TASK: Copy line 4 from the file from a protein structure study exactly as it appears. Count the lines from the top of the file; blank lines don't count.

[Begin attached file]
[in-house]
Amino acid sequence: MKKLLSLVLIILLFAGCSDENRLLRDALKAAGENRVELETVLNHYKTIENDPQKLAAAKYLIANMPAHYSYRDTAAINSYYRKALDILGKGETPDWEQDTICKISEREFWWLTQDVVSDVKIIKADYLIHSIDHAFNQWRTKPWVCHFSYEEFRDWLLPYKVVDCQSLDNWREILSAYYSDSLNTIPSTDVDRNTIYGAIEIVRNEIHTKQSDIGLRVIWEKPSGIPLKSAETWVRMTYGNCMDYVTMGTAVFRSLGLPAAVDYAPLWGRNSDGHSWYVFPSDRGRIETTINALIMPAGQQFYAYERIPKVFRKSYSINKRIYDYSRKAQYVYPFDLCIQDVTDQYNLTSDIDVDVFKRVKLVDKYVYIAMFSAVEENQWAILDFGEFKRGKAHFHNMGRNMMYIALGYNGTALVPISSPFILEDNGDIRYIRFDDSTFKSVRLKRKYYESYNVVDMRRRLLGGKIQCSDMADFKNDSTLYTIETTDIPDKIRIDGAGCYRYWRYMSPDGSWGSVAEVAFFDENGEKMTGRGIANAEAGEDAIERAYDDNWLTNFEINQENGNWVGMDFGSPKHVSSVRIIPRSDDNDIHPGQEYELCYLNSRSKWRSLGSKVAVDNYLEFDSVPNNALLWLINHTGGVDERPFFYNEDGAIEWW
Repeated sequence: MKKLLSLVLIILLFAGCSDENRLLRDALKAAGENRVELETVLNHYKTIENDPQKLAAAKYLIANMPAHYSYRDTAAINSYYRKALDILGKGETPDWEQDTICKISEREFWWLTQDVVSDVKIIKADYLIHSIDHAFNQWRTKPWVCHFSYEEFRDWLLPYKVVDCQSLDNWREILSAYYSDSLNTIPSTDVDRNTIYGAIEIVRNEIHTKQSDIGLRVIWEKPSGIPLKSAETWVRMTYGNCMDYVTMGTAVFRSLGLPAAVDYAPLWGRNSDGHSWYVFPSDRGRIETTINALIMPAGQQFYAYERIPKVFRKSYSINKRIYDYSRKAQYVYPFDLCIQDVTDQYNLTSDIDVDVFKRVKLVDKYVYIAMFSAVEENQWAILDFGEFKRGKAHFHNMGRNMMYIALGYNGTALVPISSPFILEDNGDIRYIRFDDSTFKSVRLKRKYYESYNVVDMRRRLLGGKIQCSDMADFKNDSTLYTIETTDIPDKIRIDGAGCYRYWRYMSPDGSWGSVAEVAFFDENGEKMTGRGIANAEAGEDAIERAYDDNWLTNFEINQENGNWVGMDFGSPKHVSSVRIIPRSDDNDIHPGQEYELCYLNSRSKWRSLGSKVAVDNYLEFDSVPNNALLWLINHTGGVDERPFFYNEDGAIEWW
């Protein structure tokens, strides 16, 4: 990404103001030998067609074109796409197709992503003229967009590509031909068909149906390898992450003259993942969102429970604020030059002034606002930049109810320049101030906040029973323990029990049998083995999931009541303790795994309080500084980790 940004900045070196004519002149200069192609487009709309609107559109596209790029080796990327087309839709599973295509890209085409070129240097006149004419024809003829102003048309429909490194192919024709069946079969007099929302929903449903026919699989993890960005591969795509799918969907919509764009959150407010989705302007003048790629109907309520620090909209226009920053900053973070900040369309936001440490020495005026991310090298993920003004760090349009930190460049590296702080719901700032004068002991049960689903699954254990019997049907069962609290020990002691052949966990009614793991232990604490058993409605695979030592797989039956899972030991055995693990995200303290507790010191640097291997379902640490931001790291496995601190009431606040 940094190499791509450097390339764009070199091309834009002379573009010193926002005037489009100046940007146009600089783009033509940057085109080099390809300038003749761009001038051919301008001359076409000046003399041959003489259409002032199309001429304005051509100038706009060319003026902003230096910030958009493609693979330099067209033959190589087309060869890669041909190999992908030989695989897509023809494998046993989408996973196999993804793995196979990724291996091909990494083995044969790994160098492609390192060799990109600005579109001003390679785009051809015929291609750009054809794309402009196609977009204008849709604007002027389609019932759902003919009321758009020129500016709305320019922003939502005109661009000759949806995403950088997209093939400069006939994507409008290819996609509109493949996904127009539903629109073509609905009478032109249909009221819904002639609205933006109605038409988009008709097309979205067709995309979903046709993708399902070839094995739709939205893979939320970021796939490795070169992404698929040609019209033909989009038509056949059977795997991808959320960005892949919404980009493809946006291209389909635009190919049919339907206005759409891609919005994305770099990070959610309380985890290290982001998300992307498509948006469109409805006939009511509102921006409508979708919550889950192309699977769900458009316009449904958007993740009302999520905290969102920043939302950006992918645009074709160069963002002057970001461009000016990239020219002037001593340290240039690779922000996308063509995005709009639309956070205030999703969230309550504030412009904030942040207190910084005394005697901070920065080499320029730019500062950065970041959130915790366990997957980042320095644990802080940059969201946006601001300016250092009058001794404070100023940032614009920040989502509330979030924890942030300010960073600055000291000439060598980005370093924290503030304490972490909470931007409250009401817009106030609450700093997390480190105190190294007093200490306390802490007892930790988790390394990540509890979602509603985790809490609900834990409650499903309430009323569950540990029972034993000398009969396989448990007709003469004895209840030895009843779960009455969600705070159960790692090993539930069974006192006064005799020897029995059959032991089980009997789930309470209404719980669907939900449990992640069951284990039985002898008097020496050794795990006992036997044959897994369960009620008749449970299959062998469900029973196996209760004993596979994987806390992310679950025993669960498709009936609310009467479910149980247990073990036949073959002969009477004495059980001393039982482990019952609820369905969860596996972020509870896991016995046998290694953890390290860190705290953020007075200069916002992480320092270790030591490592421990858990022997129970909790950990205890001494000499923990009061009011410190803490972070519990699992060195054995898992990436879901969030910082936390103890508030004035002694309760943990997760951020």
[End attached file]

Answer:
């Protein structure tokens, strides 16, 4: 990404103001030998067609074109796409197709992503003229967009590509031909068909149906390898992450003259993942969102429970604020030059002034606002930049109810320049101030906040029973323990029990049998083995999931009541303790795994309080500084980790 940004900045070196004519002149200069192609487009709309609107559109596209790029080796990327087309839709599973295509890209085409070129240097006149004419024809003829102003048309429909490194192919024709069946079969007099929302929903449903026919699989993890960005591969795509799918969907919509764009959150407010989705302007003048790629109907309520620090909209226009920053900053973070900040369309936001440490020495005026991310090298993920003004760090349009930190460049590296702080719901700032004068002991049960689903699954254990019997049907069962609290020990002691052949966990009614793991232990604490058993409605695979030592797989039956899972030991055995693990995200303290507790010191640097291997379902640490931001790291496995601190009431606040 940094190499791509450097390339764009070199091309834009002379573009010193926002005037489009100046940007146009600089783009033509940057085109080099390809300038003749761009001038051919301008001359076409000046003399041959003489259409002032199309001429304005051509100038706009060319003026902003230096910030958009493609693979330099067209033959190589087309060869890669041909190999992908030989695989897509023809494998046993989408996973196999993804793995196979990724291996091909990494083995044969790994160098492609390192060799990109600005579109001003390679785009051809015929291609750009054809794309402009196609977009204008849709604007002027389609019932759902003919009321758009020129500016709305320019922003939502005109661009000759949806995403950088997209093939400069006939994507409008290819996609509109493949996904127009539903629109073509609905009478032109249909009221819904002639609205933006109605038409988009008709097309979205067709995309979903046709993708399902070839094995739709939205893979939320970021796939490795070169992404698929040609019209033909989009038509056949059977795997991808959320960005892949919404980009493809946006291209389909635009190919049919339907206005759409891609919005994305770099990070959610309380985890290290982001998300992307498509948006469109409805006939009511509102921006409508979708919550889950192309699977769900458009316009449904958007993740009302999520905290969102920043939302950006992918645009074709160069963002002057970001461009000016990239020219002037001593340290240039690779922000996308063509995005709009639309956070205030999703969230309550504030412009904030942040207190910084005394005697901070920065080499320029730019500062950065970041959130915790366990997957980042320095644990802080940059969201946006601001300016250092009058001794404070100023940032614009920040989502509330979030924890942030300010960073600055000291000439060598980005370093924290503030304490972490909470931007409250009401817009106030609450700093997390480190105190190294007093200490306390802490007892930790988790390394990540509890979602509603985790809490609900834990409650499903309430009323569950540990029972034993000398009969396989448990007709003469004895209840030895009843779960009455969600705070159960790692090993539930069974006192006064005799020897029995059959032991089980009997789930309470209404719980669907939900449990992640069951284990039985002898008097020496050794795990006992036997044959897994369960009620008749449970299959062998469900029973196996209760004993596979994987806390992310679950025993669960498709009936609310009467479910149980247990073990036949073959002969009477004495059980001393039982482990019952609820369905969860596996972020509870896991016995046998290694953890390290860190705290953020007075200069916002992480320092270790030591490592421990858990022997129970909790950990205890001494000499923990009061009011410190803490972070519990699992060195054995898992990436879901969030910082936390103890508030004035002694309760943990997760951020």